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St Margarets Primary School

Home Learning

Evidence and research has shown that working with your child on their homework can have a positive effect on their development. Parents, carers and other family members can and do make a real difference to children’s education. When parents and schools work together, children do better. Children learn a great deal at pre-school and school and you can add to that learning by supporting them at home. For example, showing an interest in their homework and talking to them about it really helps them to learn. With support and encouragement, children find it easier to get into the homework habit. 


Through setting homework we aim to help your child:

  • learn how to organise and manage their time
  • take more responsibility for their own learning
  • practise and build on what they have learned at school
  • develop confidence to deal with frustrations
  • learn and work independently in the future.

Our current guidelines for homework can be found in each class’ information booklet.

Did you know?

  • When schools and families work together, children do better.
  • Children learn something well when they talk about it or explain it to someone else, so asking your child about their homework really helps them.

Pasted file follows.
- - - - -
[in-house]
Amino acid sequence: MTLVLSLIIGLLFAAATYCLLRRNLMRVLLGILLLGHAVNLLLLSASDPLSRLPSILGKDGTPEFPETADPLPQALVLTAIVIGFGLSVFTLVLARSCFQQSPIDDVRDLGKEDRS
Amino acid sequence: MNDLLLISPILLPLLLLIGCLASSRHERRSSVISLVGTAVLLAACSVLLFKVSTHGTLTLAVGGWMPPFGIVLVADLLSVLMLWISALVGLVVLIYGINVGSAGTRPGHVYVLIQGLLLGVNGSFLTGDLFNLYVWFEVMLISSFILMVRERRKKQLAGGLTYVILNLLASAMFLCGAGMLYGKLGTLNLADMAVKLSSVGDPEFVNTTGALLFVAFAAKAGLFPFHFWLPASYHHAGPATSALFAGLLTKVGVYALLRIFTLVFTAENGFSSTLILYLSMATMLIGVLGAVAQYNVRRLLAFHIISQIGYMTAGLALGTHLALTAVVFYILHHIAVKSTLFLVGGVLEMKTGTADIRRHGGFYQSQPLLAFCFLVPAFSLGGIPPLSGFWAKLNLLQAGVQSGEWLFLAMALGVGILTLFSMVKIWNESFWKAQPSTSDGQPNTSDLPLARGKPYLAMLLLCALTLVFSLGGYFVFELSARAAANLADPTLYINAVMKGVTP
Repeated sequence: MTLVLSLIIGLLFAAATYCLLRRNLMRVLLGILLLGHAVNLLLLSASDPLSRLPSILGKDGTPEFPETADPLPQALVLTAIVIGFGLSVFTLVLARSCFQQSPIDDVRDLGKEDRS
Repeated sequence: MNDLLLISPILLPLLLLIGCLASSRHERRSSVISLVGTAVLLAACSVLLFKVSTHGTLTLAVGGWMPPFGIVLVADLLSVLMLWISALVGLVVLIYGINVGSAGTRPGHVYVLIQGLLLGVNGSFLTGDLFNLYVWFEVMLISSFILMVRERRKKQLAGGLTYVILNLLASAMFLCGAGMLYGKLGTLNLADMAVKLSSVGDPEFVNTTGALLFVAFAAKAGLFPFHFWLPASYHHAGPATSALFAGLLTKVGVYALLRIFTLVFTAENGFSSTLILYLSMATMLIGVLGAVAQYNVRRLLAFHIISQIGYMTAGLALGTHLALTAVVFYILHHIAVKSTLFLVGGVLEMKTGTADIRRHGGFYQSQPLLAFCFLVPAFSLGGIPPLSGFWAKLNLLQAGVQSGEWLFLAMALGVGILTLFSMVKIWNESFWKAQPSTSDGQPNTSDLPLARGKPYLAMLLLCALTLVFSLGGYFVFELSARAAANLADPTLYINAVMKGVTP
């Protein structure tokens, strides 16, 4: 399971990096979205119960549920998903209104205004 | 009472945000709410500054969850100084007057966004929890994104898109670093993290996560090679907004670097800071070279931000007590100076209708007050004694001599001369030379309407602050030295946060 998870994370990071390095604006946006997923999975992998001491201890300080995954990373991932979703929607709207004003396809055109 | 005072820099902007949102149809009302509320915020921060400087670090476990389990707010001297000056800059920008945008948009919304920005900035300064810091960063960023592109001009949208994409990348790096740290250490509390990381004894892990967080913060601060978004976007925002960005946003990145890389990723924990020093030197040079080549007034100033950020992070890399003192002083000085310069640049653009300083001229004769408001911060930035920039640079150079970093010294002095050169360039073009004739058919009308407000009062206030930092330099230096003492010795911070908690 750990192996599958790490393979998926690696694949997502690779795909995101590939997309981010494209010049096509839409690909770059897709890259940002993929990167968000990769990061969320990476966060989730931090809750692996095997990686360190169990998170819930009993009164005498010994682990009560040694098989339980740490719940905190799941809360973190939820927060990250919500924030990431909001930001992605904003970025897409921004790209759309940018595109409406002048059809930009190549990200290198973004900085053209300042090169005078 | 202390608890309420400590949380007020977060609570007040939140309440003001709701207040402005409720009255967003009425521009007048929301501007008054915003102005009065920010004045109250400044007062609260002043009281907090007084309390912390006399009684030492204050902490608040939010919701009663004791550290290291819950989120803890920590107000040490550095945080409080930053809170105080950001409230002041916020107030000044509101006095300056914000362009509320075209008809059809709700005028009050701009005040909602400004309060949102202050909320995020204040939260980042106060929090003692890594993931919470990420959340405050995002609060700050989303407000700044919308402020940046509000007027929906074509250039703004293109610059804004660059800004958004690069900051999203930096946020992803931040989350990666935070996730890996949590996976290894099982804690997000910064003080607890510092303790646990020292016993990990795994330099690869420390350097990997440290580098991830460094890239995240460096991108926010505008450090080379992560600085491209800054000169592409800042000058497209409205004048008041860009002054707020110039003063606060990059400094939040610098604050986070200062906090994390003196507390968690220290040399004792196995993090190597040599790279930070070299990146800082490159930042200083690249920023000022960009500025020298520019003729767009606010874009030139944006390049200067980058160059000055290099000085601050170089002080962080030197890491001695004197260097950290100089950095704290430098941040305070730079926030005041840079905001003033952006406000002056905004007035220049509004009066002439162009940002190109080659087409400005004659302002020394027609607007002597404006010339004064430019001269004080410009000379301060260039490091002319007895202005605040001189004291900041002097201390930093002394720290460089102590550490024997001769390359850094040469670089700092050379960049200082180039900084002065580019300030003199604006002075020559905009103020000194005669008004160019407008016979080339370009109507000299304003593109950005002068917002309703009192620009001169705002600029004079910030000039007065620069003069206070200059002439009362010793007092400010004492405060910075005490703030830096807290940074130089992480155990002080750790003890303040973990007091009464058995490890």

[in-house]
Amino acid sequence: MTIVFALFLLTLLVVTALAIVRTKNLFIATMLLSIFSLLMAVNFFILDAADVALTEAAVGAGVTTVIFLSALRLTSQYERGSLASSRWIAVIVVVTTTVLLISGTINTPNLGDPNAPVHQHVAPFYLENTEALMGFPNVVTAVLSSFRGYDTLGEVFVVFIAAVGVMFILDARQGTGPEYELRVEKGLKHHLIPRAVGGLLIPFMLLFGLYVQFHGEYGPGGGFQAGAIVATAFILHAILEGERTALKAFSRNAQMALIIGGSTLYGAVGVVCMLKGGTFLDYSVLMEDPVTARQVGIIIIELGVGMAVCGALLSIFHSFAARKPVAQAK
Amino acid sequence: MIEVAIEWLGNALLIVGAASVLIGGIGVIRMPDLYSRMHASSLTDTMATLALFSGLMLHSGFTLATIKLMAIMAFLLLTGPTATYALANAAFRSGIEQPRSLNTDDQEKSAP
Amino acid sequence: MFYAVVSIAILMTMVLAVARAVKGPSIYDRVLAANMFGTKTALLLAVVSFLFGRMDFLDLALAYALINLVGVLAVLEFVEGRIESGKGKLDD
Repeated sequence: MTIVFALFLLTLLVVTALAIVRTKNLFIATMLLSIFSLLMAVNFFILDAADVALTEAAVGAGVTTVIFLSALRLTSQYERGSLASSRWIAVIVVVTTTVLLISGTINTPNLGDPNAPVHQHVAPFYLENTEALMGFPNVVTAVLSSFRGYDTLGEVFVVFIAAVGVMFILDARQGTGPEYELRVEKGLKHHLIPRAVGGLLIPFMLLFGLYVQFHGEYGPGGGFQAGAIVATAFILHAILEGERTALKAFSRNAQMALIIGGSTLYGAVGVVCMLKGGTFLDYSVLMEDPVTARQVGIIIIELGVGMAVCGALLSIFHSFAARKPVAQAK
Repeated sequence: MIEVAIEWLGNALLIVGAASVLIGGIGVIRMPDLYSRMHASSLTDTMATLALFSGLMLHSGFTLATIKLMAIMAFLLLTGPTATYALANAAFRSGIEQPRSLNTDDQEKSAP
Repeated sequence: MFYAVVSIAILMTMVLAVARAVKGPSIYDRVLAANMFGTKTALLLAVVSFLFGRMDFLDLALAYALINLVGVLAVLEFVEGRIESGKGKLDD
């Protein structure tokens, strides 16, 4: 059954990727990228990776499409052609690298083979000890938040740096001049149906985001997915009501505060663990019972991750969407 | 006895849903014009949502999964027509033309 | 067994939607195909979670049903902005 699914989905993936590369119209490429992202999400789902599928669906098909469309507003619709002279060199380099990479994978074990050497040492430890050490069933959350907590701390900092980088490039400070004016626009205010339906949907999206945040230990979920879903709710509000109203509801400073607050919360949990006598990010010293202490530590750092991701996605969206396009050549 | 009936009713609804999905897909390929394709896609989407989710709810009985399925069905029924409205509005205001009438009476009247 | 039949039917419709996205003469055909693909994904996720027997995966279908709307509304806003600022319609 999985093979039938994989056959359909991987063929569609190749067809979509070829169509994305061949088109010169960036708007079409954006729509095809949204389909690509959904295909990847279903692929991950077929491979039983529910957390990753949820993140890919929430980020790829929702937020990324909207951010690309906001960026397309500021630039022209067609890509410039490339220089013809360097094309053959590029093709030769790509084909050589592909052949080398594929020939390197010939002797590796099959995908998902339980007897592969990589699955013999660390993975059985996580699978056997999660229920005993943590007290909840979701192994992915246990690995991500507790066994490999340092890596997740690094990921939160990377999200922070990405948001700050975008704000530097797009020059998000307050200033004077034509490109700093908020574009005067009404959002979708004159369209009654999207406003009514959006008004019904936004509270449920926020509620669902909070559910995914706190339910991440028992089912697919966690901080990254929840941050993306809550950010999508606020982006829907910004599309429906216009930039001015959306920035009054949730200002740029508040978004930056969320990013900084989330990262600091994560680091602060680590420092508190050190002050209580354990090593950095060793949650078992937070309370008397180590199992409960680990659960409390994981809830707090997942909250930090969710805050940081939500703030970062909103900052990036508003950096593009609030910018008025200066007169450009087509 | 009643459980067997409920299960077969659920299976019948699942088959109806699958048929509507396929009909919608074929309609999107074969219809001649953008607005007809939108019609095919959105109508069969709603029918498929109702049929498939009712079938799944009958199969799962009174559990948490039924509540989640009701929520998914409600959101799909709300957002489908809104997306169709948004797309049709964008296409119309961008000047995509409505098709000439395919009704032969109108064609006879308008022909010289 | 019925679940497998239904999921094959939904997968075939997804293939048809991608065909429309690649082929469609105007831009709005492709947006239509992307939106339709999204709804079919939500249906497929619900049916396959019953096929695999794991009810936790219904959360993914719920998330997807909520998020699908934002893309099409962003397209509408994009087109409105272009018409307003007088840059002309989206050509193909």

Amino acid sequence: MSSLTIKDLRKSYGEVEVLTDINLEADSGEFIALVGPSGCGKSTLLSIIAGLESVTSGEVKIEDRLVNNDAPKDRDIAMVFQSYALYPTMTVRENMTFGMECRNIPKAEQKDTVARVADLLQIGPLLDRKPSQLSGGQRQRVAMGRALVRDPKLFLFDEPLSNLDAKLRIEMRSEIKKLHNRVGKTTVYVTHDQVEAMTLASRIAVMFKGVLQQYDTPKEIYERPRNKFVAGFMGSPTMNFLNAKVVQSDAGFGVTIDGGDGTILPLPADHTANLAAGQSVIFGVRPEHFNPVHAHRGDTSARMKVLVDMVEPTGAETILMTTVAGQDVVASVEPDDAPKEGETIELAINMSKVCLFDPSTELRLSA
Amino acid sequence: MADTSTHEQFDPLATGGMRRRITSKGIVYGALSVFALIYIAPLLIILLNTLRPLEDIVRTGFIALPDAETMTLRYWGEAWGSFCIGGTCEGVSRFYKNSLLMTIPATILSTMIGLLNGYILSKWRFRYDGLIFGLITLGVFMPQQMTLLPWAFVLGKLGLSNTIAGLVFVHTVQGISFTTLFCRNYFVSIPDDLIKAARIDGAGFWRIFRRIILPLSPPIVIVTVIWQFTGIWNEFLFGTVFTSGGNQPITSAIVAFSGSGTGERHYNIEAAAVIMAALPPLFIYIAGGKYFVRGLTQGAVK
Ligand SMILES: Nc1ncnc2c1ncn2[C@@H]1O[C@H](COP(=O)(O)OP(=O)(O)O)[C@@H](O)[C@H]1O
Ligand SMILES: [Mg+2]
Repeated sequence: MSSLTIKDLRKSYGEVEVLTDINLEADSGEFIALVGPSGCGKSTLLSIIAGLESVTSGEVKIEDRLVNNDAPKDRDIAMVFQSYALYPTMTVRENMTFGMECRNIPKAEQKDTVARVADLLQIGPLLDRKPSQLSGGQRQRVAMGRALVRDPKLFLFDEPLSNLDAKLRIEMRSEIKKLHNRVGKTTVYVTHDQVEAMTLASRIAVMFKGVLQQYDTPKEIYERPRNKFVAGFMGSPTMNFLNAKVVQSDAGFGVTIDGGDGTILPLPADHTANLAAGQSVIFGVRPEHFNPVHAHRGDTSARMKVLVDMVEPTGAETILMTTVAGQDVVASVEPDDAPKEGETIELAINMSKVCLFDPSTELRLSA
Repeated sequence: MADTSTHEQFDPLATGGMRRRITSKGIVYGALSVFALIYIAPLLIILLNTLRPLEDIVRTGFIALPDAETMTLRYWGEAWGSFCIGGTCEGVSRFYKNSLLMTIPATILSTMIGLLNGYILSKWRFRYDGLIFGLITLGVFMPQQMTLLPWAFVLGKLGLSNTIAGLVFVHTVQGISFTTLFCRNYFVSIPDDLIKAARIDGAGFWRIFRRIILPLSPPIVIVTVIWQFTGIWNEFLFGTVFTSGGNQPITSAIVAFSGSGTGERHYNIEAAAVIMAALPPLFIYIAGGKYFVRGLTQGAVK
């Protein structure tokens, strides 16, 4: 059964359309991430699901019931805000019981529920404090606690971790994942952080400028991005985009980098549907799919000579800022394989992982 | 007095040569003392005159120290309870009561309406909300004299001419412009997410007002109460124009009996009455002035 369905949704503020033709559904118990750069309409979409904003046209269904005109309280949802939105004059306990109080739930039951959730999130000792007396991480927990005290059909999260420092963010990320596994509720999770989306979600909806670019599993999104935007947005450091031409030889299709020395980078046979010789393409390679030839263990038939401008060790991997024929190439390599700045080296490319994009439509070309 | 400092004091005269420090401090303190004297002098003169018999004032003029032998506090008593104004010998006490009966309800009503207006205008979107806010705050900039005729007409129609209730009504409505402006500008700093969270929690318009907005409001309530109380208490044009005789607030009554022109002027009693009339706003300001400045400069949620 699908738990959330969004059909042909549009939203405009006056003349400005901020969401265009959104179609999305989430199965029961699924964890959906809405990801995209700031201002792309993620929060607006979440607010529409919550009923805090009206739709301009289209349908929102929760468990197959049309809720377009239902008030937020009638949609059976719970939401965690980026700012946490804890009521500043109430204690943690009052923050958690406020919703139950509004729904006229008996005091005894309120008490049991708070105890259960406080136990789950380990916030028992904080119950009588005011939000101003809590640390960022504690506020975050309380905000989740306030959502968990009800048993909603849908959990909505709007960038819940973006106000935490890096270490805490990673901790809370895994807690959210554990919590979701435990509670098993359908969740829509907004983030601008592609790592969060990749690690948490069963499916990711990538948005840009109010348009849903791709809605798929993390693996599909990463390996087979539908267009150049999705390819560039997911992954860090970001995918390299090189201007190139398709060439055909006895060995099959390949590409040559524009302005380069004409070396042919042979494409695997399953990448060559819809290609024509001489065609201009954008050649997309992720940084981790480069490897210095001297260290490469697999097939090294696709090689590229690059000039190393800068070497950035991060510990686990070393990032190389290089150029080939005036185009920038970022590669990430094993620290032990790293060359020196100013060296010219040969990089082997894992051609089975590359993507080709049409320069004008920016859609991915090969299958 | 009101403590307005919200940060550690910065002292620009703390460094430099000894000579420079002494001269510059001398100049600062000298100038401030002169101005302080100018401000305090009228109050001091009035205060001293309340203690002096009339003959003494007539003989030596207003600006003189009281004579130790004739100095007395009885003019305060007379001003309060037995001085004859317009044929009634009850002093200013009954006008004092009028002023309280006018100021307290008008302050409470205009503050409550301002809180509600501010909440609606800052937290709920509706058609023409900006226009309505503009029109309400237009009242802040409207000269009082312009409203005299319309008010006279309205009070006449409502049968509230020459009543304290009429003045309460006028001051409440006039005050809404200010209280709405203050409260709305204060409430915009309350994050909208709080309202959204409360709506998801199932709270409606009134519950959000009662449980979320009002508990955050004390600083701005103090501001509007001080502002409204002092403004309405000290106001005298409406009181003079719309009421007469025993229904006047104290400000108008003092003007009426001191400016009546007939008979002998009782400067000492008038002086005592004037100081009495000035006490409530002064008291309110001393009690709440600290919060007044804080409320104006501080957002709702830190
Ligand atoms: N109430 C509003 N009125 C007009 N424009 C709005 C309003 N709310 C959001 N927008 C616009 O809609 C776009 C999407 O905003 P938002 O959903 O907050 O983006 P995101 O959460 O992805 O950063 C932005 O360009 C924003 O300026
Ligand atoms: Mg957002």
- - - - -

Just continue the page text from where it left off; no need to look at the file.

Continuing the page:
• Children who do homework regularly throughout their time at school benefit from the equivalent of roughly an extra year’s schooling.
  • Between the ages of 5 and 16, children spend only 15% of their lives in school so supporting them at home really improves their chances of success.
  • Parents and families are by far the most important influences on children’s lives.

Here are some interesting websites you may like to view:


    This link could also help if you were wondering how can I help support my child?
    Maths Home Learning

    Maths Home Learning
    Maths SEAL practises
    Many parents have asked about helping to keep their children safe online. Staff continually remind children about safe searches and tips on how best to keep themselves safe using the internet and messaging other people. Many teachers use resources from the Edinburgh DLT site to help. This is available for parents and carers too at: Digital Learning Team It's a super site with lots of practical ideas and ways to support your child. There are many links as well including:

    Resources for Parents